Happy almost Friday everyone,
Since I last wrote, I have officially moved to Washington (the state, not D.C.), got my own apartment and started my new job as a reporter for the main newspaper where I’m living.
When I used to talk about living in the gray, I had no idea just what that totally meant, and I still don’t think I know what it totally means, but I think I have a better idea of it now.
When I first started recovery, living in the gray meant not weighing myself and not knowing that number.
Then it meant letting go of my standards of self perfection.
Some days it meant going with the flow when my plans fell through.
Today, living in the gray means accepting that I would rather sleep an extra two hours than go to the gym before work.
Today, living in the gray means not knowing how I will meet all new friends and people, but that I will.
Today, living in the gray means not being able to try on all the old Ed clothes I gave away before I moved.
For now, the gray means this and only this: I am figuring things out.
And maybe it’s always been that simple all along.
One of the biggest changes that I’ve had in recovery since I’ve moved to Washington is that I no longer have a mirror in my room.
I actually only have one full length mirror now and it’s in my bathroom.
Not only is it in my bathroom, but it’s hanging on the inside of the cleaning supplies closet door in the bathroom; basically, it’s as inaccessible as a mirror can be.
This means that I no longer wake up and do body checks in my bedroom.
I know that if I wanted to, I could stroll myself up to the bathroom, open the closet and lift up my shirt and do a check, but 9 days out of 10, that walk just feels defeating, like I am letting Ed start my day for me.
The three times that I have made that morning walk to that mirror and did my body check, I never once felt better. I didn’t feel relieved, I didn’t feel sad and I didn’t feel happy.
I felt empty. It didn’t bring me anything. It didn’t get me a cover story. It didn’t get me new friends.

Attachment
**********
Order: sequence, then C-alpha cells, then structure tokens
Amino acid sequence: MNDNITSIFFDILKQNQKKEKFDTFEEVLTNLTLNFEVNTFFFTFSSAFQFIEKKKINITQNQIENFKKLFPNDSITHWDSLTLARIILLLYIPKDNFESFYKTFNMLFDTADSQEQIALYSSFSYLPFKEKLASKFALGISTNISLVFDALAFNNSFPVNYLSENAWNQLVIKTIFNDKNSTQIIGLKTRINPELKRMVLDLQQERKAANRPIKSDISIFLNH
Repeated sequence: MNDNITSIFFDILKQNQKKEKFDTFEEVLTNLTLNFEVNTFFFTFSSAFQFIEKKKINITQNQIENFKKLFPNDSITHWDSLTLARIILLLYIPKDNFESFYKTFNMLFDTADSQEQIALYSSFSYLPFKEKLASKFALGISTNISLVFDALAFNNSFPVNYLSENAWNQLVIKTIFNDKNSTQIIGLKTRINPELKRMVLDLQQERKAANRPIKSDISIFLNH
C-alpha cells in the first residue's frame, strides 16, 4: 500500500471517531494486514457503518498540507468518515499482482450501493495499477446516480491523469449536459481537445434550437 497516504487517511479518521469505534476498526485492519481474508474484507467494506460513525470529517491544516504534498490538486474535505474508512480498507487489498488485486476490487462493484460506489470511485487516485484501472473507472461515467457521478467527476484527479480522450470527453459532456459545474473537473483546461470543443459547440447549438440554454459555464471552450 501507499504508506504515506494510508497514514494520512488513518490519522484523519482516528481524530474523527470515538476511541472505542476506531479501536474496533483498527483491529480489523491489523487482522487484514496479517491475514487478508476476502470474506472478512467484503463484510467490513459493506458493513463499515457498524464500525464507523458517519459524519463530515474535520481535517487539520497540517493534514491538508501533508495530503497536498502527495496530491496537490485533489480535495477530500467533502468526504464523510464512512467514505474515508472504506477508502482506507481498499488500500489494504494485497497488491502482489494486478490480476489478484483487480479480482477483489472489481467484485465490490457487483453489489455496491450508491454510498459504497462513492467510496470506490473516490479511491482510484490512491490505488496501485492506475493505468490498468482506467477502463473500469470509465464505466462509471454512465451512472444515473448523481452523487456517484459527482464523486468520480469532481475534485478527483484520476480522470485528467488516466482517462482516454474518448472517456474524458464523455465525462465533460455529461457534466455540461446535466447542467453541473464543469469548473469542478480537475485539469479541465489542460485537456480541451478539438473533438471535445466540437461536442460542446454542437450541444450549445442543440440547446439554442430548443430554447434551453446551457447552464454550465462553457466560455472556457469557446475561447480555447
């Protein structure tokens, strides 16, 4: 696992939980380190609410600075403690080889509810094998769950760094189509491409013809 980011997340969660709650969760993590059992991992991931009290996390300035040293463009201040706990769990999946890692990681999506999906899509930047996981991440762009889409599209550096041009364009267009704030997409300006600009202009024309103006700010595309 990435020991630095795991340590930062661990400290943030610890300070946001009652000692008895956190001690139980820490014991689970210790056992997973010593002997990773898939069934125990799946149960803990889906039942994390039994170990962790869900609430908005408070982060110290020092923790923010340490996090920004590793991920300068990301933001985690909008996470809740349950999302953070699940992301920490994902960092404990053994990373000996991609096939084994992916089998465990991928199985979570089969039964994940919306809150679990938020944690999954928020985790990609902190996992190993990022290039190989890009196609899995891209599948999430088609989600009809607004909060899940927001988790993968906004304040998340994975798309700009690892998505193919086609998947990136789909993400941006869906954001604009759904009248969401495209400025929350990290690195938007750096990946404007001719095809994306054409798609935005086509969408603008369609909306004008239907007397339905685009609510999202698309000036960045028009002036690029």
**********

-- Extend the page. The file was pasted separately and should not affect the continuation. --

My jeans still don’t button how they used to and I am still not comfortable in my skin how I would like to be, but that mirror is not going to bring me any of that.
On the days that I fight the urge to make that morning walk to my mirror, and on every single day since I’ve been here (with the exception of two days) that I didn’t go to the gym because I wanted to sleep more, I thought to myself, “good job Shira. You love you baby, love you.”
Yes, I really do talk to myself like that.
I love myself when I make sure I come home for lunch every day.
I love myself when I eat a snack every day.
And I surely loved myself when I left my very first city council meeting mid–way to go eat dinner and come right back.
Some nights, I love myself so much I even have two desserts after dinner.
Tomorrow there is a BBQ at my work and a going away party with cake, and I guess I’ll love myself through that too.
But above all, on my hardest days here, it is my family, friends and fellow fighters who have lifted me up.
I don’t care how much success I have in Washington and I don’t care if they make me a world known writer-I moved here never forgetting where I came from.
And I will never forget that.
I came from the fighter who started this blog.
I am still her and I will never let her out of my sight.
For all of us fighters…Hello Life.